Two of Russia’s leading democratic opposition parties recently announced the formation of a “democratic alliance.” The Progress Party, led by charismatic anti-corruption crusader Alexey Navalny, and RPR-Parnas, co-chaired by former Prime Minister Mikhail Kasyanov and, until recently, the late Boris Nemtsov, will run a joint list of candidates in upcoming regional and national elections, party leaders said on April 17.
— Партия прогресса (@Party_Progress) April 17, 2015
An alliance has been formed, and we will run on a joint ticket
An important factor in motivating this attempt by Russia’s beleaguered opposition to consolidate its strength and become a more serious political force was the shocking assassination of Boris Nemtsov in late February. In a radio interview with Ekho Moskvy, Navalny cited Nemtsov’s killing as a decisive factor in spurring the creation of the new political alliance.
The parties will not formally merge, but rather form a broad democratic union, “in which social democrats, liberals, and conservatives of the European type can comfortably exist,” wrote Navalny on his website. Navalny further explained:
Это поразительно, огромное количество людей в стране считает, что Россия должна развиваться по европейскому пути и нам нужна сменяемая власть, независимые суды и свободные СМИ, а нет ни одной представленной в законодательной власти партии, которая поддерживает четыре этих простых вещи без пятисот оговорок.
It’s astounding that a huge number of people in this country believe that Russia should develop in a European way and that we need changeable leadership, an independent judiciary, and free media, yet there is not one representative currently in the legislature who supports these four these simple things without five hundred limitations.
Since the unveiling of the new alliance on April 17, several like-minded opposition forces in Russia have rallied to the coalition, like Democratic Choice, a registered party led by former Deputy Energy Minister Vladimir Milov. Two unregistered opposition parties, the December 5th party and the Libertarian Party, have also joined.
— Vladimir Milov (@v_milov) April 17, 2015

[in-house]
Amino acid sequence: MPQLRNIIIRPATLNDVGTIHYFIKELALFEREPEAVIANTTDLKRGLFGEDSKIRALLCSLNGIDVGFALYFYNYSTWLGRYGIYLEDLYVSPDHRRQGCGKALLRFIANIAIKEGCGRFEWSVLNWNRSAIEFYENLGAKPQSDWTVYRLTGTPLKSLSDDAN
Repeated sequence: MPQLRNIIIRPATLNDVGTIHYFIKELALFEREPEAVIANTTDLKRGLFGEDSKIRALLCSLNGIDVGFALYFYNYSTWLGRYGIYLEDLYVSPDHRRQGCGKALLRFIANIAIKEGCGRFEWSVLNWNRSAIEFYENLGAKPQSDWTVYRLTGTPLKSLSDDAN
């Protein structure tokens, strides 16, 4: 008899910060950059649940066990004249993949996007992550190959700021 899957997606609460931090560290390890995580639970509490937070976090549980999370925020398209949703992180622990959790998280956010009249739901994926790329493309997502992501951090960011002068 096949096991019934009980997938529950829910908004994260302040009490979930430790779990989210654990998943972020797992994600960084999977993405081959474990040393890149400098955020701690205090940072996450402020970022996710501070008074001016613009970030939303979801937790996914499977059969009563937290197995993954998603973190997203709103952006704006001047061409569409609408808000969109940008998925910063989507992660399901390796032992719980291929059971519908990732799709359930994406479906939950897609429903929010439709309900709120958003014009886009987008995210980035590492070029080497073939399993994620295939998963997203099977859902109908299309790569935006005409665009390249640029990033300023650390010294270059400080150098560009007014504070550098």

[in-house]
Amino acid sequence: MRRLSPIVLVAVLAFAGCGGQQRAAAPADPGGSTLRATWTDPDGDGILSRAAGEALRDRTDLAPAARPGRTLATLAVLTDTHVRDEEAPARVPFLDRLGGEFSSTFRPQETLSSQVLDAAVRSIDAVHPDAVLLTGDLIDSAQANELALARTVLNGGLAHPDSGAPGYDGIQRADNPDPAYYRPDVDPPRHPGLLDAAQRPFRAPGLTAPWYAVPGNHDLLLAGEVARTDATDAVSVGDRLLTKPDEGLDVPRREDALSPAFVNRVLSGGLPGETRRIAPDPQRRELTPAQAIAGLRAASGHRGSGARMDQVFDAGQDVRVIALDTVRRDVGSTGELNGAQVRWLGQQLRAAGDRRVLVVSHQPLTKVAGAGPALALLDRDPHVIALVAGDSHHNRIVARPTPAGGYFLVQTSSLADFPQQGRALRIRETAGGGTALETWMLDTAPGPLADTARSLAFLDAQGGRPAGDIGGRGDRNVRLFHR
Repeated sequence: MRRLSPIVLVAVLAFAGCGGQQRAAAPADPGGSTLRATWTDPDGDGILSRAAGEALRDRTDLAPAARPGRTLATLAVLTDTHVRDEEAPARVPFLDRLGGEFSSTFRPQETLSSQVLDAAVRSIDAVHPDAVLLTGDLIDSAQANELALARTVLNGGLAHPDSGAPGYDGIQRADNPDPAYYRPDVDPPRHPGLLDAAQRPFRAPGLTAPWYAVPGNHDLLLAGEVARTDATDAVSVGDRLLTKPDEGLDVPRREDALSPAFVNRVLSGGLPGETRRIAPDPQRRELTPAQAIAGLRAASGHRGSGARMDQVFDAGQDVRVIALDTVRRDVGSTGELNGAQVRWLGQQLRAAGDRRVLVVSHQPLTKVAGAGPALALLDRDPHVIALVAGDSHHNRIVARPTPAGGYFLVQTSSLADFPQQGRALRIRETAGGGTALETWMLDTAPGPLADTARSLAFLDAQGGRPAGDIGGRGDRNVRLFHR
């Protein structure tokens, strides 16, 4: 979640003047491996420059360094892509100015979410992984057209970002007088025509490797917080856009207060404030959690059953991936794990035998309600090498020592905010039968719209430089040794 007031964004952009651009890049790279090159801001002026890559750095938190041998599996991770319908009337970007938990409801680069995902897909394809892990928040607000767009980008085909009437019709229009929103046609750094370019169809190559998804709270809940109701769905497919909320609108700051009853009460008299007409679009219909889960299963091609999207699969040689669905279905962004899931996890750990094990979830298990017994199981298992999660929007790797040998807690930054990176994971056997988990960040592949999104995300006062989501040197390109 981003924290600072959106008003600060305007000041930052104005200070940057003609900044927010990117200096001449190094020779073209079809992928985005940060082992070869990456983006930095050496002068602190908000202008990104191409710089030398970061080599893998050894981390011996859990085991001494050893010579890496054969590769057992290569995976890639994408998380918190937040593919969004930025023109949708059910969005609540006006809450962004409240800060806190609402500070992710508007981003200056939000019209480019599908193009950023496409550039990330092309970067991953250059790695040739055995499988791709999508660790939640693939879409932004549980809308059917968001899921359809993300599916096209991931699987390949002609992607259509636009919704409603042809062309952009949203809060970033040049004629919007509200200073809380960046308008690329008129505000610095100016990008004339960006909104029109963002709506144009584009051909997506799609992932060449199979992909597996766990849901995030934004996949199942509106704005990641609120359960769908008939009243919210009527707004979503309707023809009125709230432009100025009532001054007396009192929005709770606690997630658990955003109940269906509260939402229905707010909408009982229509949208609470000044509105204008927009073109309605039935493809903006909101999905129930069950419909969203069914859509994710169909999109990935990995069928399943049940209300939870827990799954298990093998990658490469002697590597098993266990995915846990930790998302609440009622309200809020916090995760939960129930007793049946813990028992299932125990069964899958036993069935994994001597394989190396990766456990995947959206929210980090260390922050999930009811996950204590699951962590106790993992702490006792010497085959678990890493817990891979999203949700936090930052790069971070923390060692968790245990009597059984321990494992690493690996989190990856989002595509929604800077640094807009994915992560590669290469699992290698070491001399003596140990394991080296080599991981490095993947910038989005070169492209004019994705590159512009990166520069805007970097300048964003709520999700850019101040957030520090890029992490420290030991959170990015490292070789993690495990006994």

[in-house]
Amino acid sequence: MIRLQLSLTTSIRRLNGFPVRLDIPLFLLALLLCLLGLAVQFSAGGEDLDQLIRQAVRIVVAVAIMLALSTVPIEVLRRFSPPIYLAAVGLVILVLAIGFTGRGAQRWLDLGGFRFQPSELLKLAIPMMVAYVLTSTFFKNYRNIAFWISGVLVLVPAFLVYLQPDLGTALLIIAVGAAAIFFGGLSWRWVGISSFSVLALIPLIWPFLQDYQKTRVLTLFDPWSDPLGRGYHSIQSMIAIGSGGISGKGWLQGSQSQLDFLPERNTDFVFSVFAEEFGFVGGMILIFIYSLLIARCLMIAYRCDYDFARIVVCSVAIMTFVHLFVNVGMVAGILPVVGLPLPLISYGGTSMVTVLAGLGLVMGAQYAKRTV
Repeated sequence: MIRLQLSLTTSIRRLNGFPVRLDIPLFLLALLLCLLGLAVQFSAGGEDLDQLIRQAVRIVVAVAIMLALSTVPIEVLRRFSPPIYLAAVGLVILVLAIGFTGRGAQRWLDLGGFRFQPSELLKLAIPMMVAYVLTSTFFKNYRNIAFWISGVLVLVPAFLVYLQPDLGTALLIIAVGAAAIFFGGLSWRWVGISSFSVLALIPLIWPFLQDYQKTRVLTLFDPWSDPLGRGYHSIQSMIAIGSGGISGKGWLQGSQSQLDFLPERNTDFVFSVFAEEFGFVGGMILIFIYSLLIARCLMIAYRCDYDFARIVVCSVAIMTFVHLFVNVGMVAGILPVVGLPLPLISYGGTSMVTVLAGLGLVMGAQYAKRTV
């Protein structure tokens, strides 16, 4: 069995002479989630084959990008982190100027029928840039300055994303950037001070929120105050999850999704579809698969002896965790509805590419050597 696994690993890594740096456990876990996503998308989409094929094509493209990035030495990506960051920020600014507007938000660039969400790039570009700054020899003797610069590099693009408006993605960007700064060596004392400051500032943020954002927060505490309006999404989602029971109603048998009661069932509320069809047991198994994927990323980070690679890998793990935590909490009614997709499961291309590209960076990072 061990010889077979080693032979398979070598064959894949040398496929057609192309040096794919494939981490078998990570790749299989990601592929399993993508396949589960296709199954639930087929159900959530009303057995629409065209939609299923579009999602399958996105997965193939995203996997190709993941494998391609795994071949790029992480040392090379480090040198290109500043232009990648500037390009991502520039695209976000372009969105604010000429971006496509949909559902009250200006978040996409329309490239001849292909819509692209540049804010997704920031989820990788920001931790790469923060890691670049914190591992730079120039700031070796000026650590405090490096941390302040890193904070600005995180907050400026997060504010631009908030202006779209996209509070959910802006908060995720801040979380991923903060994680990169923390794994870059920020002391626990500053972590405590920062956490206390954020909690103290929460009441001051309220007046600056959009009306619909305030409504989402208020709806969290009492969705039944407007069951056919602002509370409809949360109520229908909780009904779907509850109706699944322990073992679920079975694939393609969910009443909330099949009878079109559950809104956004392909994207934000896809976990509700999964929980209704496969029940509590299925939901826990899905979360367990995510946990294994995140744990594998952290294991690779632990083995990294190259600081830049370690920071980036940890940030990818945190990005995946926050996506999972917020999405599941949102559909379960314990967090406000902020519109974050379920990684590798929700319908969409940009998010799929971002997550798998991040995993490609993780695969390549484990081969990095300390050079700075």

I am ready to sign this agreement on behalf of [Democratic Choice].
The opposition movement Solidarnost and the Open Russia network have both pledged support for the new coalition, as well. Open Russia was created in September 2014 by former oil oligarch Mikhail Khodorkovsky and defines its mission as the promotion of European political values in Russia.
Мы поддерживаем решение РПР-ПАРНАС и Партии Прогресса о создании коалиции. «Открытая Россия» — общественная организация, и у нас не может быть своего отдельного списка на выборах. Мы поддерживаем список демократических кандидатов. И постараемся помочь сделать выборы демократическими.
We support the decision of RPR-PARNAS and the Progress Party on the creation of a coalition. “Open Russia” is a societal organization, and we do not run our own candidates in elections. We support the list of democratic candidates. And we will try to help make elections democratic.
Things are already tough
The new coalition is already facing its first setback, however, following the Justice Ministry's decision on April 29 to cancel the legal registration of Navalny's political party, blocking it from participating formally in elections later this year. A lawyer for the Progress Party vowed to challenge the government's decision in the European Human Rights Court, saying he is confident that the party will regain its registration in time to compete in the December 2016 Duma elections.